Hanoi, the capital of North Vietnam from 1954-1976, and of French Indochina for 70 years before that, is a river city 700 mi/1,120 km north of Ho Chi Minh City.

Hanoi is dynamic, chaotic and rapidly changing. More than five million motorbikes dodge, weave and honk through the narrow streets of the Old Quarter and down the broad avenues of the Colonial District. The venerable old buildings, many beautifully restored, give this part of the city its character, and it is one of the most popular areas for travelers to stay. Fortunately, the historic buildings, some of them now luxurious five-star hotels that offer a taste of colonial-era splendor, are as much loved by the locals as they are by visitors, but a bold new Hanoi is emerging: one of mega malls, condos and high-rise office towers.

The downside to development, however, is a huge annual increase in cars and motorcycles causing noise and pollution, and dust from construction sites. The result is that Hanoi is one of the most badly polluted cities in Southeast Asia. This can make it challenging for visitors, especially during the hot, humid months when the air and the climate are particularly oppressive. However, don't let that deter you; Hanoi is a beguiling city at a crossroads where ancient culture and traditions collide with the modern world. It will assault your senses, but it will also win you over with its many and undeniable charms.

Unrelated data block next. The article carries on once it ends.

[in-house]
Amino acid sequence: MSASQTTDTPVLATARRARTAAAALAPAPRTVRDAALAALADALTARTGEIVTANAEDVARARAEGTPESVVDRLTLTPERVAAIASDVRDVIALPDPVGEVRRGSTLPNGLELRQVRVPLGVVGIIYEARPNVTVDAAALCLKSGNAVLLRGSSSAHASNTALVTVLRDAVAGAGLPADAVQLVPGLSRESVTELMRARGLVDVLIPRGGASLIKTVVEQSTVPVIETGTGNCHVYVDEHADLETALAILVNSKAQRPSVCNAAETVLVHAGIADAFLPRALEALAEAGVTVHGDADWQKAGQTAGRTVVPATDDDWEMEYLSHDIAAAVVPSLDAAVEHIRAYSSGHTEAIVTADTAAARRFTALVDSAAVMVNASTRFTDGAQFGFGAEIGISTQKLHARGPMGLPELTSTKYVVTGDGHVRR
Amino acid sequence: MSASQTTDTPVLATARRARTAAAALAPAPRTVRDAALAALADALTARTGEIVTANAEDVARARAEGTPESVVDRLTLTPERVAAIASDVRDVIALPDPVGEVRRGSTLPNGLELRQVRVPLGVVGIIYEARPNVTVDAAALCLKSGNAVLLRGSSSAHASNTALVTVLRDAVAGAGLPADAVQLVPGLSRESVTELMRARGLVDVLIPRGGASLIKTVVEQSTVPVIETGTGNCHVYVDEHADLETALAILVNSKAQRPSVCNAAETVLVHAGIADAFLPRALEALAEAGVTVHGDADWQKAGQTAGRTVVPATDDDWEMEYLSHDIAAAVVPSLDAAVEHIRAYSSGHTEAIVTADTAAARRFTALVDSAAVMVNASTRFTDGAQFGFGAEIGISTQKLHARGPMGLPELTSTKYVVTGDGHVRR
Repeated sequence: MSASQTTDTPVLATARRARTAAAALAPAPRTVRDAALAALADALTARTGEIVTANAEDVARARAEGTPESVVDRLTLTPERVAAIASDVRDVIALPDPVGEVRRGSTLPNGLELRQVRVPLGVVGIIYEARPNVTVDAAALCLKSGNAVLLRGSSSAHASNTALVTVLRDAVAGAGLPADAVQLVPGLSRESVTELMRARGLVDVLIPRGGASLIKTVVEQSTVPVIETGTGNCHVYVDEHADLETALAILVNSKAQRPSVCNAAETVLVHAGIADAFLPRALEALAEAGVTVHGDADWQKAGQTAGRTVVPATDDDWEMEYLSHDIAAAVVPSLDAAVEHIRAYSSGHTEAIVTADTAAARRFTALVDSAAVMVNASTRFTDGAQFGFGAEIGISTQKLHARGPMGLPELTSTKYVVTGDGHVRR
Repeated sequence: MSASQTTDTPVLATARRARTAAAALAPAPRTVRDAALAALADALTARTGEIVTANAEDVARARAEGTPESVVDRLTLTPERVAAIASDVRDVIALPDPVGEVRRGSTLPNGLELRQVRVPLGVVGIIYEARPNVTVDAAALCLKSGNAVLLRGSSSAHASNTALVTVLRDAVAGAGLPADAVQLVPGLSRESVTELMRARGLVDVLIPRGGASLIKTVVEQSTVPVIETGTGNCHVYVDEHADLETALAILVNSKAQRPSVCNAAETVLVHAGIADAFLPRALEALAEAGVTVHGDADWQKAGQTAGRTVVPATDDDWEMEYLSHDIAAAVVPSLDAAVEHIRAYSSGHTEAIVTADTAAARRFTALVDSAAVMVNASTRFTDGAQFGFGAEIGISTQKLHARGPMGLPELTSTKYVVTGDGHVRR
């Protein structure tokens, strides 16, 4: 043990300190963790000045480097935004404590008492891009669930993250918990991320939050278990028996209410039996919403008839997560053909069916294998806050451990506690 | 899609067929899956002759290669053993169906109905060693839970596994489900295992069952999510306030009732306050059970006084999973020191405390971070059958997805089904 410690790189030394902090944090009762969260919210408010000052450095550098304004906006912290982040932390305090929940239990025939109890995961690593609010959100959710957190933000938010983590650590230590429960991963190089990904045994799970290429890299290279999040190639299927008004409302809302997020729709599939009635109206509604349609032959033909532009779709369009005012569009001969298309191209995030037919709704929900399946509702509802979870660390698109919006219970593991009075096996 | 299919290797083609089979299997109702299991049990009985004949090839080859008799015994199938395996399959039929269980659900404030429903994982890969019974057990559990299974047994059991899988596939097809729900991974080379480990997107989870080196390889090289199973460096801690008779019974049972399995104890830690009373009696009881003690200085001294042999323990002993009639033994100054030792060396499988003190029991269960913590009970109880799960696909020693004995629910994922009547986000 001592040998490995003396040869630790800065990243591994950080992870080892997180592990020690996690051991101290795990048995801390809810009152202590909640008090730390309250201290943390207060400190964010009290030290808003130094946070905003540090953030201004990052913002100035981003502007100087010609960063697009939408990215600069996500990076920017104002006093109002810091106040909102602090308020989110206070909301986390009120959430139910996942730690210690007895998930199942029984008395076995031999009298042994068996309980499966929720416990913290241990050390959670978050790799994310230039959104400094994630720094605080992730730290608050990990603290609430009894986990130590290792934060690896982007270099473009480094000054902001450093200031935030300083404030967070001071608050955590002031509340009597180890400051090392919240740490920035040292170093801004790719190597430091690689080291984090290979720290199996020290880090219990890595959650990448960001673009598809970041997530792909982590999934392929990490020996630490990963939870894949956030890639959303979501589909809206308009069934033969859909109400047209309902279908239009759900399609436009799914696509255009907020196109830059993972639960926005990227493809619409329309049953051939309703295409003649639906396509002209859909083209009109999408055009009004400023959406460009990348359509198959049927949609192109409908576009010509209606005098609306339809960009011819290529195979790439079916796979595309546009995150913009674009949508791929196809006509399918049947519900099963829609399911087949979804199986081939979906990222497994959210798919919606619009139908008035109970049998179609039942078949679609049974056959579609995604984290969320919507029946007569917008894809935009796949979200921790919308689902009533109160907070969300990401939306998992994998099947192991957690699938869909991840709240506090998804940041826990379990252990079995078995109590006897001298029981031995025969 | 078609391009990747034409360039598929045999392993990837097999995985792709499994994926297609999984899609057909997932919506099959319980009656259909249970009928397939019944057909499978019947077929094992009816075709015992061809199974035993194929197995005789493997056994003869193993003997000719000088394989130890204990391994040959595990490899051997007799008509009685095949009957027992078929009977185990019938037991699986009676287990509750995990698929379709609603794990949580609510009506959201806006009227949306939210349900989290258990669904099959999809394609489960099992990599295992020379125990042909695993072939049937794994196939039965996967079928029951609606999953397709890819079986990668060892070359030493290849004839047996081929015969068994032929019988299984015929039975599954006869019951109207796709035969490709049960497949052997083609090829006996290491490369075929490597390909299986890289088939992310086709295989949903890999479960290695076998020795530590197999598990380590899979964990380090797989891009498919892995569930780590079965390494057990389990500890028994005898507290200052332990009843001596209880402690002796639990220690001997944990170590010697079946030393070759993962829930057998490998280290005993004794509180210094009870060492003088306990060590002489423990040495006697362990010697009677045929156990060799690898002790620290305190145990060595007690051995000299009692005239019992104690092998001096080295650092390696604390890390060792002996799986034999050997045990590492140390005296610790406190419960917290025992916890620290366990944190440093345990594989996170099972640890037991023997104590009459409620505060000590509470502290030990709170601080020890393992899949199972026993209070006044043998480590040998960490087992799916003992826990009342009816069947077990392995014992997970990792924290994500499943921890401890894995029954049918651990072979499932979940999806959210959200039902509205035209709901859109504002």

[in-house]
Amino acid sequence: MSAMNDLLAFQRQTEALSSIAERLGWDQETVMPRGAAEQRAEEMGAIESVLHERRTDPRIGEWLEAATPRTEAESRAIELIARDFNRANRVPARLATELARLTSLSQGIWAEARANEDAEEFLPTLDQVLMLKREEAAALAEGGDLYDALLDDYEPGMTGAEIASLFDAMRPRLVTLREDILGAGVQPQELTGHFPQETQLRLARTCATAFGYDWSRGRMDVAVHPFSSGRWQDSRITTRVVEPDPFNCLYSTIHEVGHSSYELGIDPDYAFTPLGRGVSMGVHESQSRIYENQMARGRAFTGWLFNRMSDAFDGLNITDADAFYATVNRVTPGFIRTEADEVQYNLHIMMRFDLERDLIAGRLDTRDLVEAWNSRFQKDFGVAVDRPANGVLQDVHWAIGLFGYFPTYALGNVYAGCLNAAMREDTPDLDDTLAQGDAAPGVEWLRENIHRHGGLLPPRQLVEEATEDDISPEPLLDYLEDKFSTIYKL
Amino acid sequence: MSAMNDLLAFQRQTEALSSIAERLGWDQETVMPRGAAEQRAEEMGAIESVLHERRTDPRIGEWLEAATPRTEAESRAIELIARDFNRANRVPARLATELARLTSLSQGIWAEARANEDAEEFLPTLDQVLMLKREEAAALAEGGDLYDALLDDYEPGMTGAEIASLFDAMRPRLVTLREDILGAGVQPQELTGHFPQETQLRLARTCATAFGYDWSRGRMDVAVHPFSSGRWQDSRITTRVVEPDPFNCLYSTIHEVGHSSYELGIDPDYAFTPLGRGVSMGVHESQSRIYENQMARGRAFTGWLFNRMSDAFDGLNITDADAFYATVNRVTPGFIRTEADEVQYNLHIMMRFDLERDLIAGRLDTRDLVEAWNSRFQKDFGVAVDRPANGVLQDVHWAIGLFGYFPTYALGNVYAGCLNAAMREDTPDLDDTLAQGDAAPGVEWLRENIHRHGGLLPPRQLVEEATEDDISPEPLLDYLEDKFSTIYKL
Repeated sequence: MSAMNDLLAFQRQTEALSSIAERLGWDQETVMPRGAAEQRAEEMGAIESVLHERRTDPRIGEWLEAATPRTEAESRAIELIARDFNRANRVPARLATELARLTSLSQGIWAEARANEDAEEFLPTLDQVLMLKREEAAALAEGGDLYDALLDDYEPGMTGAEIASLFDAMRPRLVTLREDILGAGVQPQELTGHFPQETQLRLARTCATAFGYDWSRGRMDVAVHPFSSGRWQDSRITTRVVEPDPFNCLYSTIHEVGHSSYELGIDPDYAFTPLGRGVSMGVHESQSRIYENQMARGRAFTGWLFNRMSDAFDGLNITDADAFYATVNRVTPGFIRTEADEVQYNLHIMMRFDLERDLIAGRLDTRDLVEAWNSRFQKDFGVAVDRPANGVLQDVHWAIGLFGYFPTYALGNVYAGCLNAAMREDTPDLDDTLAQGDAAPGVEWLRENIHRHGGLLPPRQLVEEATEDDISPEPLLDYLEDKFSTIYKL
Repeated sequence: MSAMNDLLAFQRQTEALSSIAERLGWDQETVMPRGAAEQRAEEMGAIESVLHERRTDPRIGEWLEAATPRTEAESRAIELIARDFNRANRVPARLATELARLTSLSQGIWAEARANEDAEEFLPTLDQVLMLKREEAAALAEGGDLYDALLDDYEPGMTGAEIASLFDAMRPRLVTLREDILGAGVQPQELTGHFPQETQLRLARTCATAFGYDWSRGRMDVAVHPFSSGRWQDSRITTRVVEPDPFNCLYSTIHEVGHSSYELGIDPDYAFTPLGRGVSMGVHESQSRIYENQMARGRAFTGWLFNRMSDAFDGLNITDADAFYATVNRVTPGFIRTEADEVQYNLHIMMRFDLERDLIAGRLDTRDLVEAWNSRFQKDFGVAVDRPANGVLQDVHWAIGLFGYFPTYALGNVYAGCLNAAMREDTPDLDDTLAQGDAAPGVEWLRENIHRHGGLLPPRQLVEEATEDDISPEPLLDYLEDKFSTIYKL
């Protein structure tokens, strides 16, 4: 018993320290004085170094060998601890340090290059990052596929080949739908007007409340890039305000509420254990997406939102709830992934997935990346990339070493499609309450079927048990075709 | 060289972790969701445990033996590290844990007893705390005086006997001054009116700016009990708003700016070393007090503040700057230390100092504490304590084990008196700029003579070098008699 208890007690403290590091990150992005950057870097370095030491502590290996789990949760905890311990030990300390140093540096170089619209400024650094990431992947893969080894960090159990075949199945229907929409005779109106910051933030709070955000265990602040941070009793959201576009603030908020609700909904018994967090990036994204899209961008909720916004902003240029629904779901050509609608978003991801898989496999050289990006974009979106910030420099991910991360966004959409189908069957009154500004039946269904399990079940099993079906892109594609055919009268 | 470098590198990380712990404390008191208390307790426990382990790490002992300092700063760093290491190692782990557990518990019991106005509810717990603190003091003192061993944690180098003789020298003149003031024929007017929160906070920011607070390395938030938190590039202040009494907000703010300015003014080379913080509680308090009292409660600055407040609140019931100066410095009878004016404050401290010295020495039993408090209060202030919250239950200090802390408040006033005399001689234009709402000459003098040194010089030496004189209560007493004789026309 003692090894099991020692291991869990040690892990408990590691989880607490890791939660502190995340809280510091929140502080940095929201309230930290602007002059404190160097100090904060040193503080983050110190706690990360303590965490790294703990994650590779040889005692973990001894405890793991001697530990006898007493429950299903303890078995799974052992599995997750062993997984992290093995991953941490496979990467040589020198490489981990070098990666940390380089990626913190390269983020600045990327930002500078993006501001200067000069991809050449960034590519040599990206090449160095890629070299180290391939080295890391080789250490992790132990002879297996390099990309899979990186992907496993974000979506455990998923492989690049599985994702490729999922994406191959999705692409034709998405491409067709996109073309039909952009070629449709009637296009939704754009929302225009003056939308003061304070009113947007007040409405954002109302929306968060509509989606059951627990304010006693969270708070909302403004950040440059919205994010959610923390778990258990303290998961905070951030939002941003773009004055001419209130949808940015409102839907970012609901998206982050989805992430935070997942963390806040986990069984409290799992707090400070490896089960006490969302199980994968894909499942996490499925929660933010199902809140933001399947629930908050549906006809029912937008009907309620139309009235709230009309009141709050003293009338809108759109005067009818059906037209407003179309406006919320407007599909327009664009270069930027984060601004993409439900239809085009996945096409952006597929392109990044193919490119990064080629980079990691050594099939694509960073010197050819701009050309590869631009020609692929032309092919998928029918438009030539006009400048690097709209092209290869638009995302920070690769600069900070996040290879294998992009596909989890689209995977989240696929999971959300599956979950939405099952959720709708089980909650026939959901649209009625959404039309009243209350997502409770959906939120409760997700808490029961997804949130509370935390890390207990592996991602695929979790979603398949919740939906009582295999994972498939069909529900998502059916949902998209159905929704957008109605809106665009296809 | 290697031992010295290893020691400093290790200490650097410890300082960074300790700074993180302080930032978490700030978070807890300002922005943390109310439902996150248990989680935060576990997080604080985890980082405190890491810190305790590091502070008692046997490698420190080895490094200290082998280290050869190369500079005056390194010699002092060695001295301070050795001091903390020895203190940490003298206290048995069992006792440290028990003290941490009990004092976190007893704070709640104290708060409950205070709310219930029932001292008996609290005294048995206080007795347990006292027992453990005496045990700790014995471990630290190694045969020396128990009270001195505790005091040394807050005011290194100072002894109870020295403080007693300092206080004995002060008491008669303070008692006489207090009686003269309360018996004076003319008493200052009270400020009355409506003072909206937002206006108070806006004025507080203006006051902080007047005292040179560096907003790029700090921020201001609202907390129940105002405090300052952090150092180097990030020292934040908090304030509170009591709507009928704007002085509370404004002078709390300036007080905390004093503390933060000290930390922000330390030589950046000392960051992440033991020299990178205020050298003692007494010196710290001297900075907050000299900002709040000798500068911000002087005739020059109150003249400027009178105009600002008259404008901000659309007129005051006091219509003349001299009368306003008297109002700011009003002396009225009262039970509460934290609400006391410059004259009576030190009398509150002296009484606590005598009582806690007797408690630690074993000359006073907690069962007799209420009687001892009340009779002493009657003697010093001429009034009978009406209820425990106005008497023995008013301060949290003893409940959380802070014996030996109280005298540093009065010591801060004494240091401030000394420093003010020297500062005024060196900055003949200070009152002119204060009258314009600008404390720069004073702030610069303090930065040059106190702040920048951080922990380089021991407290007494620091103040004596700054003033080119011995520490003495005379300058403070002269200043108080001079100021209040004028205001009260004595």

In order to combat this, during the weekends some roads around Hoan Kiem Lake in the center of the city are closed off to vehicular traffic. This part of the city transforms as locals take to the streets to dance, promenade, play, cycle, eat and generally have a great time. Visitors are very welcome to join in the fun.

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